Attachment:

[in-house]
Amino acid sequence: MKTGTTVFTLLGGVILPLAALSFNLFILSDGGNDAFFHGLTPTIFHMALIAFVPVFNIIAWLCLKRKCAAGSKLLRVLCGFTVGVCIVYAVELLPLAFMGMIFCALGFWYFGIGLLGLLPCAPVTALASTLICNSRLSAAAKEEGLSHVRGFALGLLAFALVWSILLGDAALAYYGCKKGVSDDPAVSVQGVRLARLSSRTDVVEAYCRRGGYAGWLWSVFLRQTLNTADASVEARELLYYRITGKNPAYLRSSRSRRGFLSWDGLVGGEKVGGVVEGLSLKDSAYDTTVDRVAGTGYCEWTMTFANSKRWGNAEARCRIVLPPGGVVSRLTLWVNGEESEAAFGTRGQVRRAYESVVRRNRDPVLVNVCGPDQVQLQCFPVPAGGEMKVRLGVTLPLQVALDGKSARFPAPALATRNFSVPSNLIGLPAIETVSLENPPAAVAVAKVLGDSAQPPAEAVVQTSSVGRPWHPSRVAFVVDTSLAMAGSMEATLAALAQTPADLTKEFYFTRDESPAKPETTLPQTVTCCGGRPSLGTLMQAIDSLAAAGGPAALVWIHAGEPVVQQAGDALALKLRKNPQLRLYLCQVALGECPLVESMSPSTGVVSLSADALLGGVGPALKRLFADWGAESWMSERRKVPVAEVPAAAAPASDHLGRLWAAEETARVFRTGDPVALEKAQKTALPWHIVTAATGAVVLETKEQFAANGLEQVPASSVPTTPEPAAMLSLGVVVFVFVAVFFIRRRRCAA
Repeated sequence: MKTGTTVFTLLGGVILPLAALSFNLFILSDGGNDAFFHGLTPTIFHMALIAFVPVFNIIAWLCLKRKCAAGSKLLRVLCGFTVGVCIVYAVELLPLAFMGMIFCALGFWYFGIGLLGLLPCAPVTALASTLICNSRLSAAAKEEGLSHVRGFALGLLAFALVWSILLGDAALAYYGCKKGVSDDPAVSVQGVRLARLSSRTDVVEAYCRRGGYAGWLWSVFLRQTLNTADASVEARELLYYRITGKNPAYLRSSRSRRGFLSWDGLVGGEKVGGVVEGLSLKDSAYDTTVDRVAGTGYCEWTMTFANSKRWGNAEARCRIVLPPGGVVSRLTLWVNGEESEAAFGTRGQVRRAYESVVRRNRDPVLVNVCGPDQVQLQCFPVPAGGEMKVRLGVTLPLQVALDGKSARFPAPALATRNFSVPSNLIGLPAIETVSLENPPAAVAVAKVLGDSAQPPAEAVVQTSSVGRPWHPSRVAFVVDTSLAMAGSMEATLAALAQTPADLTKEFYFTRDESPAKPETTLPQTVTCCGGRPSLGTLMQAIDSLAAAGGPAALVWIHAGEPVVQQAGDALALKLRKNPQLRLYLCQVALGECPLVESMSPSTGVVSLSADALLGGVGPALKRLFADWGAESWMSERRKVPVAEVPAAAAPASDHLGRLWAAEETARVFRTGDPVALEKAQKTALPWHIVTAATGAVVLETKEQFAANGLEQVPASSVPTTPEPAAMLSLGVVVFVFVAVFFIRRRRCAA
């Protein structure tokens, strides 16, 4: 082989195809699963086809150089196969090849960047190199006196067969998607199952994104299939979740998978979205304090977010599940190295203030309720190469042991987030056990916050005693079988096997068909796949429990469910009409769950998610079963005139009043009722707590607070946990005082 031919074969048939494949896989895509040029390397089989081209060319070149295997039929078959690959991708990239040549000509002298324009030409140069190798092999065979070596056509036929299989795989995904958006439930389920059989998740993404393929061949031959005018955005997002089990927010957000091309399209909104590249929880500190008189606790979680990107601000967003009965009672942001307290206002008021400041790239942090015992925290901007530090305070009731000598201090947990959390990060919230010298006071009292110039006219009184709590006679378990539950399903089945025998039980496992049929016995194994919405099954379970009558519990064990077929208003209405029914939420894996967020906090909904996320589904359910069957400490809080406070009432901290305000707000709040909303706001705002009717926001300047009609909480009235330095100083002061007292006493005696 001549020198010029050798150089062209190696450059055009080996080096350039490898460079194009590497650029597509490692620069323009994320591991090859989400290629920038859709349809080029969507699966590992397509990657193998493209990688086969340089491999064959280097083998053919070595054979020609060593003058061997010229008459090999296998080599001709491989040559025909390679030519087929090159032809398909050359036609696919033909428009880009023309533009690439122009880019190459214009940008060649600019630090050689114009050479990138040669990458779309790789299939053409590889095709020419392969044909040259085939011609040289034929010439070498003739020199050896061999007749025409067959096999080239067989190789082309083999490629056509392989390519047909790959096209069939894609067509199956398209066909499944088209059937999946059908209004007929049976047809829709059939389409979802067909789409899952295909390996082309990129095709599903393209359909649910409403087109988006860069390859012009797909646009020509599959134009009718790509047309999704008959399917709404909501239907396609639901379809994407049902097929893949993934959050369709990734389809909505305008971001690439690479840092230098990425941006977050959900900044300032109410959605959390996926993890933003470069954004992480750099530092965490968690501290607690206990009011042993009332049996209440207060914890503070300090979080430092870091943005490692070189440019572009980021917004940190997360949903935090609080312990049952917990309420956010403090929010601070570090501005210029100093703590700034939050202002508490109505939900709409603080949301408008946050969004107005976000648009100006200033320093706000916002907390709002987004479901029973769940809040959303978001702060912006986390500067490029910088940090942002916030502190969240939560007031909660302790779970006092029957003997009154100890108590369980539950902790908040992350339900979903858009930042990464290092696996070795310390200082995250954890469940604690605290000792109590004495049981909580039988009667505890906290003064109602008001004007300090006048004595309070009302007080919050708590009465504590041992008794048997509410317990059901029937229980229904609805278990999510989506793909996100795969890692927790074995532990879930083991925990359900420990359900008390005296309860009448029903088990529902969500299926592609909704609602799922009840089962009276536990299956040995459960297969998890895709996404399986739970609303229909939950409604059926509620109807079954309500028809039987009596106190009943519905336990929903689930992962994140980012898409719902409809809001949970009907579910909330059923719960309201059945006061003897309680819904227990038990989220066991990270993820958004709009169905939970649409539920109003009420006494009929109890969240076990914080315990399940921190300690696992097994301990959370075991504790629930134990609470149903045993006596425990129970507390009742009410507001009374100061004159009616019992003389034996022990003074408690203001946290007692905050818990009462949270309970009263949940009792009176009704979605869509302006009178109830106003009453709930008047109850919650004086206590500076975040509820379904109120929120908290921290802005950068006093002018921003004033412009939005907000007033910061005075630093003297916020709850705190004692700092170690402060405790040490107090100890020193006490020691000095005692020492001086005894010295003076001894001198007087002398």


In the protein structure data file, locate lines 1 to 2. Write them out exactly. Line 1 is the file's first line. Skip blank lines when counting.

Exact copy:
[in-house]
Amino acid sequence: MKTGTTVFTLLGGVILPLAALSFNLFILSDGGNDAFFHGLTPTIFHMALIAFVPVFNIIAWLCLKRKCAAGSKLLRVLCGFTVGVCIVYAVELLPLAFMGMIFCALGFWYFGIGLLGLLPCAPVTALASTLICNSRLSAAAKEEGLSHVRGFALGLLAFALVWSILLGDAALAYYGCKKGVSDDPAVSVQGVRLARLSSRTDVVEAYCRRGGYAGWLWSVFLRQTLNTADASVEARELLYYRITGKNPAYLRSSRSRRGFLSWDGLVGGEKVGGVVEGLSLKDSAYDTTVDRVAGTGYCEWTMTFANSKRWGNAEARCRIVLPPGGVVSRLTLWVNGEESEAAFGTRGQVRRAYESVVRRNRDPVLVNVCGPDQVQLQCFPVPAGGEMKVRLGVTLPLQVALDGKSARFPAPALATRNFSVPSNLIGLPAIETVSLENPPAAVAVAKVLGDSAQPPAEAVVQTSSVGRPWHPSRVAFVVDTSLAMAGSMEATLAALAQTPADLTKEFYFTRDESPAKPETTLPQTVTCCGGRPSLGTLMQAIDSLAAAGGPAALVWIHAGEPVVQQAGDALALKLRKNPQLRLYLCQVALGECPLVESMSPSTGVVSLSADALLGGVGPALKRLFADWGAESWMSERRKVPVAEVPAAAAPASDHLGRLWAAEETARVFRTGDPVALEKAQKTALPWHIVTAATGAVVLETKEQFAANGLEQVPASSVPTTPEPAAMLSLGVVVFVFVAVFFIRRRRCAA